Gun owners: Don't shoot me, I'm just the messenger. I must warn you, though, that the findings on gun ownership and risky alcohol behaviors published this week in the British Medical Journal do not paint an altogether flattering picture.
You're twice as likely as people who do not have a gun at home to down five or more drinks in a single sitting. You're almost two-and-a-half times more likely than people who do not have a gun at home to get behind the wheel of a car when you have, by your own admission, drunk "perhaps too much." And you were just a little less likely than that (2.39 times as likely to be exact) to consume 60 or more drinks per month.
And compared with gun owners who kept their firearms at home unloaded and under lock and key, those who said they sometimes carry a loaded weapon for personal protection or who keep a weapon loaded and unlocked around the house were more likely to do things like drink and drive, and to engage in what substance abuse researchers call "binge drinking."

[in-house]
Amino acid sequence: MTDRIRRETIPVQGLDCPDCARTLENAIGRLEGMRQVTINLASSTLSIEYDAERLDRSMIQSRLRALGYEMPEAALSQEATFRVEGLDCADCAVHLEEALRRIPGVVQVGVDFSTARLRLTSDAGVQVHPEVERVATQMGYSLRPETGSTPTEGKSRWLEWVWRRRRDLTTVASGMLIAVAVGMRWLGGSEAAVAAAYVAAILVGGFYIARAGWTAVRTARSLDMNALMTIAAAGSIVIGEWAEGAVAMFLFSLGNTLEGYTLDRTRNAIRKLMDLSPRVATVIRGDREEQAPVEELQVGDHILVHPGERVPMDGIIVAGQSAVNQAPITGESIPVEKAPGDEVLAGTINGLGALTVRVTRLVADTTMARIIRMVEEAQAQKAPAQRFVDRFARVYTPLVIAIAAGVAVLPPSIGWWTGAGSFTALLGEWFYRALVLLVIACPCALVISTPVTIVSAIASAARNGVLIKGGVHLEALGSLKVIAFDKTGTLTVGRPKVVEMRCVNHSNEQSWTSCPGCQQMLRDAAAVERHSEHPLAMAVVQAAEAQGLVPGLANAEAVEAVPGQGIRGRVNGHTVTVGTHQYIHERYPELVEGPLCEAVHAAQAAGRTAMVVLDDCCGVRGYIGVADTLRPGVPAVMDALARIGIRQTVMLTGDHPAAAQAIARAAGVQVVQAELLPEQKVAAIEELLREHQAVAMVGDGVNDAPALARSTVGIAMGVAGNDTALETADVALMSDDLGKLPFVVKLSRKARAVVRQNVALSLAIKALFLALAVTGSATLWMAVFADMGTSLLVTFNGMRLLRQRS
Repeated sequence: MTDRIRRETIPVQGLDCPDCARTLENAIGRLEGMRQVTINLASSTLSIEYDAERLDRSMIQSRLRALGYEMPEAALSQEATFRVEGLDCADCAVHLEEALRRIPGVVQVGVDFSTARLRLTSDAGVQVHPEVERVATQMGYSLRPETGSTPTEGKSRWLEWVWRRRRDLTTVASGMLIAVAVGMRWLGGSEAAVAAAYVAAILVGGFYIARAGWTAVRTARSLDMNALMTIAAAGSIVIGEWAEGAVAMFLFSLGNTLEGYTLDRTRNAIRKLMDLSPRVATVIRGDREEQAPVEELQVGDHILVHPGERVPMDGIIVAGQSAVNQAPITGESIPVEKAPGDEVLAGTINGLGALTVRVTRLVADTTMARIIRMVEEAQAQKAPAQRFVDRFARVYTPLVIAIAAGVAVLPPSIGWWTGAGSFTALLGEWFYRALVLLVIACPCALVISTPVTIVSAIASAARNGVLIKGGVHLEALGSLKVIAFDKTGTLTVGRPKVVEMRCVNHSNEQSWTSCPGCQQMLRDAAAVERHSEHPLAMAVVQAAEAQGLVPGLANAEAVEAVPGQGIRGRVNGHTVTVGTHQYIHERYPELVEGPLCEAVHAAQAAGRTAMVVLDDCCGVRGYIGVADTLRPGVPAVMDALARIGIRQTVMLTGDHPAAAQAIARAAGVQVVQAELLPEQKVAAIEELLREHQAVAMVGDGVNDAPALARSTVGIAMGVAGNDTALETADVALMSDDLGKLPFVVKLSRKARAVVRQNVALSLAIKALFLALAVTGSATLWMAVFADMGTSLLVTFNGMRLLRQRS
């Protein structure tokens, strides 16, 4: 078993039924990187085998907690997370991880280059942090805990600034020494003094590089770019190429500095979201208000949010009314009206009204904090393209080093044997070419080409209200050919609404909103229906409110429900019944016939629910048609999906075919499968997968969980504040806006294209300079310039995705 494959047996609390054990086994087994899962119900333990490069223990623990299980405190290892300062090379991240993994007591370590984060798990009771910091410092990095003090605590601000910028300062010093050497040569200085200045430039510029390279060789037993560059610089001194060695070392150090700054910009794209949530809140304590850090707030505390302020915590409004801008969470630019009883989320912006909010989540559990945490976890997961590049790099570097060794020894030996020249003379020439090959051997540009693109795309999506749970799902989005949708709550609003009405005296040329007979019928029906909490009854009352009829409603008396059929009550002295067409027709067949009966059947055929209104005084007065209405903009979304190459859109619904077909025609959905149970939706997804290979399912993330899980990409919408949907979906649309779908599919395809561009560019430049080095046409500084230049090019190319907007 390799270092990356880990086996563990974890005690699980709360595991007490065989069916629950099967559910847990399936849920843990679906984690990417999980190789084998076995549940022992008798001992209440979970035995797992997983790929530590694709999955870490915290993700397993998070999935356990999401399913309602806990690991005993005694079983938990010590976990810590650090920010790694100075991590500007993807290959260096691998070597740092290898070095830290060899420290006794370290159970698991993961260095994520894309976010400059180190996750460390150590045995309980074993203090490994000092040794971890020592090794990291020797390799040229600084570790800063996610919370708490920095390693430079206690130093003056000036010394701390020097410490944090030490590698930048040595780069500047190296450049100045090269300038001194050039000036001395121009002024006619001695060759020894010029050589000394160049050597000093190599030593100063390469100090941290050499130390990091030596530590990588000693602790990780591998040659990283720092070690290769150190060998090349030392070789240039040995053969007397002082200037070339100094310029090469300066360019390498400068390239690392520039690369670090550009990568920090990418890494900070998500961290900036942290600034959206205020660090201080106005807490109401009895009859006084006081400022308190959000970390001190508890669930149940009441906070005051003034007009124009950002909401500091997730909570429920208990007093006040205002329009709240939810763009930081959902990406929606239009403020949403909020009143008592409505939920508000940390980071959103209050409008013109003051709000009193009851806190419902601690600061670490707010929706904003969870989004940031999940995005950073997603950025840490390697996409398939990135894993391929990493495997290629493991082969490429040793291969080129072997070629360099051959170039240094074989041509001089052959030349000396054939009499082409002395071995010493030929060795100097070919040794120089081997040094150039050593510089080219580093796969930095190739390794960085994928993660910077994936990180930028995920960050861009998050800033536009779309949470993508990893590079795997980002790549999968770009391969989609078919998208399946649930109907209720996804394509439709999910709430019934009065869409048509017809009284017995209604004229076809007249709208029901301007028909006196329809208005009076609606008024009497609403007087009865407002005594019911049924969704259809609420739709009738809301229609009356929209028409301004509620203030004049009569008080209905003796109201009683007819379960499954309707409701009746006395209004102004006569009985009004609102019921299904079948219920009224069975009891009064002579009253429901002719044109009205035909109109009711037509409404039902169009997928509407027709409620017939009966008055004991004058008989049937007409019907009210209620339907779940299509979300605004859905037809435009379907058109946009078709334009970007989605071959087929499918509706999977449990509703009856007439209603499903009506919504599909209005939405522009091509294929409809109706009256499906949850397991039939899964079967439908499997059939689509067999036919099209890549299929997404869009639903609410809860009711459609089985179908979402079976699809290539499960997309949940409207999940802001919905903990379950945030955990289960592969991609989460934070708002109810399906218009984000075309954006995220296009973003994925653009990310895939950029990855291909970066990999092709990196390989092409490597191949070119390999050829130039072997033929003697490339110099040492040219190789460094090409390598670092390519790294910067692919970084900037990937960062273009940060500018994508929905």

Here's the problem: These two broad categories of behavior are often related. Of the 395,366 firearms-related deaths reported in the United States between 1997 -- when this data were actually collected -- and 2009 -- the latest date for which the tally of firearms-related deaths is available -- about one-third are thought to have involved alcohol. In 2007, 34.5% of suicide and homicide victims in the United States had alcohol in their systems at the time of death, and 60% of those were considered acutely intoxicated.
A very large body of research tells us that people who abuse alcohol or drugs are at far higher risk of committing acts of violence and self-harm. Although laws in some states bar the sale of guns to those with alcohol abuse problems, they're often drafted in terms that aren't very specific, and therefore aren't very effective -- forbidding the sale of firearms, for instance, to "habitual drunkards."
These insights were gleaned from a survey of risk behaviors conducted under the auspices of the Centers for Disease Control and Prevention in 1996 and 1997 and culled by Garen J. Wintemute of UC Davis.